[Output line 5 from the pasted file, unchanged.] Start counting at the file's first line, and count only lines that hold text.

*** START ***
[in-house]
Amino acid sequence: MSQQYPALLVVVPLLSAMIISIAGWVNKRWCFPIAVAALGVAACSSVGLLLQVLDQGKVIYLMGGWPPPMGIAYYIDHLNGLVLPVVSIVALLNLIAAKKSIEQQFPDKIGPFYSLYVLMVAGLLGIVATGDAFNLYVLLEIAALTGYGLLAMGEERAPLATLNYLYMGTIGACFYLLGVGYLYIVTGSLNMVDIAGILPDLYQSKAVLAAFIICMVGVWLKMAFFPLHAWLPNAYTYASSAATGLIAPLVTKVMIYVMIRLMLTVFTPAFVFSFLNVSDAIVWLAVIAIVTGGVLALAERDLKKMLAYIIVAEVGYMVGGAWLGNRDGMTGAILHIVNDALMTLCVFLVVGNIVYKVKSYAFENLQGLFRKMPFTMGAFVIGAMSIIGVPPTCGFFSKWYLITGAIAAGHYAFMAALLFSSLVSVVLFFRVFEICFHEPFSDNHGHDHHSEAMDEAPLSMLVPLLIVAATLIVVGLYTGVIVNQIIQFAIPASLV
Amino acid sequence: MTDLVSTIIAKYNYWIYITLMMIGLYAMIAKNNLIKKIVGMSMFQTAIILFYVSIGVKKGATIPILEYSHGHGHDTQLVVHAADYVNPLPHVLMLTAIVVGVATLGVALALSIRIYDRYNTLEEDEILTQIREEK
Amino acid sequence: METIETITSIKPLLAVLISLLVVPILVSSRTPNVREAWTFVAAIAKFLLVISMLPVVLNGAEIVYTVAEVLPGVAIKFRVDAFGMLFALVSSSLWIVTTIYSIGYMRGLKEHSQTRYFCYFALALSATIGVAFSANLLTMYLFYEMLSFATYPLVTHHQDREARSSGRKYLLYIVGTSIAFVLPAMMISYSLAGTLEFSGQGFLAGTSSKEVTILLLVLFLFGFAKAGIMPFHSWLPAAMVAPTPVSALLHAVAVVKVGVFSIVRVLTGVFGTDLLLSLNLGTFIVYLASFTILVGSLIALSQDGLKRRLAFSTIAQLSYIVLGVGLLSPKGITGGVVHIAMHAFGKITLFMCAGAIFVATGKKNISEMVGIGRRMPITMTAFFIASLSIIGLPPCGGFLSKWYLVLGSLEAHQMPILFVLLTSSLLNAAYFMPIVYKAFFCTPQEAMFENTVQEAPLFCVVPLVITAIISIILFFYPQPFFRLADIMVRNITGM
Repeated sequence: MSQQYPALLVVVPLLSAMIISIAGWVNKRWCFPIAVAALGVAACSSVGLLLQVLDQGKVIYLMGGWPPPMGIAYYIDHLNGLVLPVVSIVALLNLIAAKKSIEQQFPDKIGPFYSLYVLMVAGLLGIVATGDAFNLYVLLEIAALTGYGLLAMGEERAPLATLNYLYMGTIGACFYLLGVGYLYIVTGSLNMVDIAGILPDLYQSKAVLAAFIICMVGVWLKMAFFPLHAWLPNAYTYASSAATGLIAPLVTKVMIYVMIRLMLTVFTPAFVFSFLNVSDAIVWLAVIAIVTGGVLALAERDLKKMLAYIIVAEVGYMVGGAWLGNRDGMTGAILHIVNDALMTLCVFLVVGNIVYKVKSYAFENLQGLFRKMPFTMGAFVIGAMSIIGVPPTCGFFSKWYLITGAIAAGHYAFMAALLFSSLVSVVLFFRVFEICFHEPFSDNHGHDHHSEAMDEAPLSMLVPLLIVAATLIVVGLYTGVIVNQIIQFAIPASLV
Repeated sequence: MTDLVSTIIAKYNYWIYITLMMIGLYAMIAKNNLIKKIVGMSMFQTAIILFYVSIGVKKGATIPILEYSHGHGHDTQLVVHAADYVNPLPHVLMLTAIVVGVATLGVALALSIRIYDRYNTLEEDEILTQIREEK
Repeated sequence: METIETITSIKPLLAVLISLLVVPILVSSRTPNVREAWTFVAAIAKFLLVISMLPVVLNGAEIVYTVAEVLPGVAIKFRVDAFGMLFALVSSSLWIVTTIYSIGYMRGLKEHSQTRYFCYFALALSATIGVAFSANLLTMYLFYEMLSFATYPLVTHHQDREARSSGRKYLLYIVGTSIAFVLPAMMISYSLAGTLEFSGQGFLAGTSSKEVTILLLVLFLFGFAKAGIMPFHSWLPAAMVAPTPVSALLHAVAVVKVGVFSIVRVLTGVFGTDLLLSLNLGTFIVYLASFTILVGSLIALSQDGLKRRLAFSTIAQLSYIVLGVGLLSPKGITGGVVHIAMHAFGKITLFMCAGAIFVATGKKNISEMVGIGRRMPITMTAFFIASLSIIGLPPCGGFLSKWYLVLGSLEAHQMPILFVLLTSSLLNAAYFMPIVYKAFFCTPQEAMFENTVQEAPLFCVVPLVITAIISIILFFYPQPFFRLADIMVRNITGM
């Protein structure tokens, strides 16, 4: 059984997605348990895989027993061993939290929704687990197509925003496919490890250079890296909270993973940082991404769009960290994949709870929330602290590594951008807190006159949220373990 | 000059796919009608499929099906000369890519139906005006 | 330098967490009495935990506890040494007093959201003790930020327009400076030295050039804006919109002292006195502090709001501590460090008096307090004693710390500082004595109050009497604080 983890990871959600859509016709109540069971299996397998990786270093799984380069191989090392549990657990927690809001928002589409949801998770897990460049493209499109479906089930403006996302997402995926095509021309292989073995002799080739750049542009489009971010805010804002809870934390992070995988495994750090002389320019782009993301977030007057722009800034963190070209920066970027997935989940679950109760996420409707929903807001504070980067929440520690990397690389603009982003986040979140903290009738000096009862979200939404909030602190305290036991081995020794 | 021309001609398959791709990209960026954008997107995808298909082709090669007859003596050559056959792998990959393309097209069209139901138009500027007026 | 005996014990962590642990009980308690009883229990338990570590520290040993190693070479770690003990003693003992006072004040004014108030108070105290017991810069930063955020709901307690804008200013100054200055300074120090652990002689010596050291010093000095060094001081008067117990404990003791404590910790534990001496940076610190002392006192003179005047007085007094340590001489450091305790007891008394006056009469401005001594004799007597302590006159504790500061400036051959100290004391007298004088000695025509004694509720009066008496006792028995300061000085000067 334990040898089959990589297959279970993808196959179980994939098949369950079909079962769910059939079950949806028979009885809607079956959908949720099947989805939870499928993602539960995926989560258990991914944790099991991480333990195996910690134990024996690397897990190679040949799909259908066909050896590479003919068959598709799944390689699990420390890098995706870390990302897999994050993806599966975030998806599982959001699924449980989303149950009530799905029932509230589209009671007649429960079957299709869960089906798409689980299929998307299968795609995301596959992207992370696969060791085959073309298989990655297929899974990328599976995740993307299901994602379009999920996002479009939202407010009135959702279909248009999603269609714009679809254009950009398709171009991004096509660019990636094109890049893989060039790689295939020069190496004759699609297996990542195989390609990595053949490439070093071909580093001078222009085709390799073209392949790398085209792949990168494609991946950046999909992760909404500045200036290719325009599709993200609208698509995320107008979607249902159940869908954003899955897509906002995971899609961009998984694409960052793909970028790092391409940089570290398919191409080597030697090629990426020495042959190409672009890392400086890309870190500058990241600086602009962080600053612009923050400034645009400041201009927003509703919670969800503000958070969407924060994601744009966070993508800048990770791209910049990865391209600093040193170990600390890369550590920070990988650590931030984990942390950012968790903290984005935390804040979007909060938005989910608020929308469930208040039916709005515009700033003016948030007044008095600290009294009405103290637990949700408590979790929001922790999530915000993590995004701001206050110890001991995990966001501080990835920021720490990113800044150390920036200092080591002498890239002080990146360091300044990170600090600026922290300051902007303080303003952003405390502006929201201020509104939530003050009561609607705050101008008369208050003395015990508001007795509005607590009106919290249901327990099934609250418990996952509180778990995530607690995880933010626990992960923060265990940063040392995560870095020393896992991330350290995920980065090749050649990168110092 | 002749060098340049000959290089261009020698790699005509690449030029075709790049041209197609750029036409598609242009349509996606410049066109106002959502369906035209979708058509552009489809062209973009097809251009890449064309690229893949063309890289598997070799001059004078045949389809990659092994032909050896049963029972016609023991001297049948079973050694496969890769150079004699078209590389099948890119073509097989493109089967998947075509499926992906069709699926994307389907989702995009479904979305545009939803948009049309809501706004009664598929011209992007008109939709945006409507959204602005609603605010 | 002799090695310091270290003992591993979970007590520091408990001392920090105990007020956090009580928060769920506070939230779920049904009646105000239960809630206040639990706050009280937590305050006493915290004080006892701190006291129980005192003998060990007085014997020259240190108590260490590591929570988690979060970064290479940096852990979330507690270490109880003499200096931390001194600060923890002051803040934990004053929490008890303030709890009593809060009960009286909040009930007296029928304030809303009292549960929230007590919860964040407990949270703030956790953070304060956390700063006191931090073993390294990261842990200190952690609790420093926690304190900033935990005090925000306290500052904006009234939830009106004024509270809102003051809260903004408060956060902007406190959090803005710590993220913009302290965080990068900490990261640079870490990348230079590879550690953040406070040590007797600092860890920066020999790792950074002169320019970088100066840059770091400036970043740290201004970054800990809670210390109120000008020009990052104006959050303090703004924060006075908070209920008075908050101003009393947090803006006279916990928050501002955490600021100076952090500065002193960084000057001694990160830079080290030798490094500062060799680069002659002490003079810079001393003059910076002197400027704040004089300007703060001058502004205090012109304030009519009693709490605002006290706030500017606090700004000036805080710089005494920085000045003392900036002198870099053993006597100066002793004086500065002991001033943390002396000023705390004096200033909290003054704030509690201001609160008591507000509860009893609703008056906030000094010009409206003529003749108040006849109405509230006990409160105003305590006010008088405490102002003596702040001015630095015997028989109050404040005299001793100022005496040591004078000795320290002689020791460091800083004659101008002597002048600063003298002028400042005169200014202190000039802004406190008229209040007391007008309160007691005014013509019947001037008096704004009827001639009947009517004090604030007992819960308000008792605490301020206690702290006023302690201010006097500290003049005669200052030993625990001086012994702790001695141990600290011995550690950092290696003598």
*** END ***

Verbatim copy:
Repeated sequence: MSQQYPALLVVVPLLSAMIISIAGWVNKRWCFPIAVAALGVAACSSVGLLLQVLDQGKVIYLMGGWPPPMGIAYYIDHLNGLVLPVVSIVALLNLIAAKKSIEQQFPDKIGPFYSLYVLMVAGLLGIVATGDAFNLYVLLEIAALTGYGLLAMGEERAPLATLNYLYMGTIGACFYLLGVGYLYIVTGSLNMVDIAGILPDLYQSKAVLAAFIICMVGVWLKMAFFPLHAWLPNAYTYASSAATGLIAPLVTKVMIYVMIRLMLTVFTPAFVFSFLNVSDAIVWLAVIAIVTGGVLALAERDLKKMLAYIIVAEVGYMVGGAWLGNRDGMTGAILHIVNDALMTLCVFLVVGNIVYKVKSYAFENLQGLFRKMPFTMGAFVIGAMSIIGVPPTCGFFSKWYLITGAIAAGHYAFMAALLFSSLVSVVLFFRVFEICFHEPFSDNHGHDHHSEAMDEAPLSMLVPLLIVAATLIVVGLYTGVIVNQIIQFAIPASLV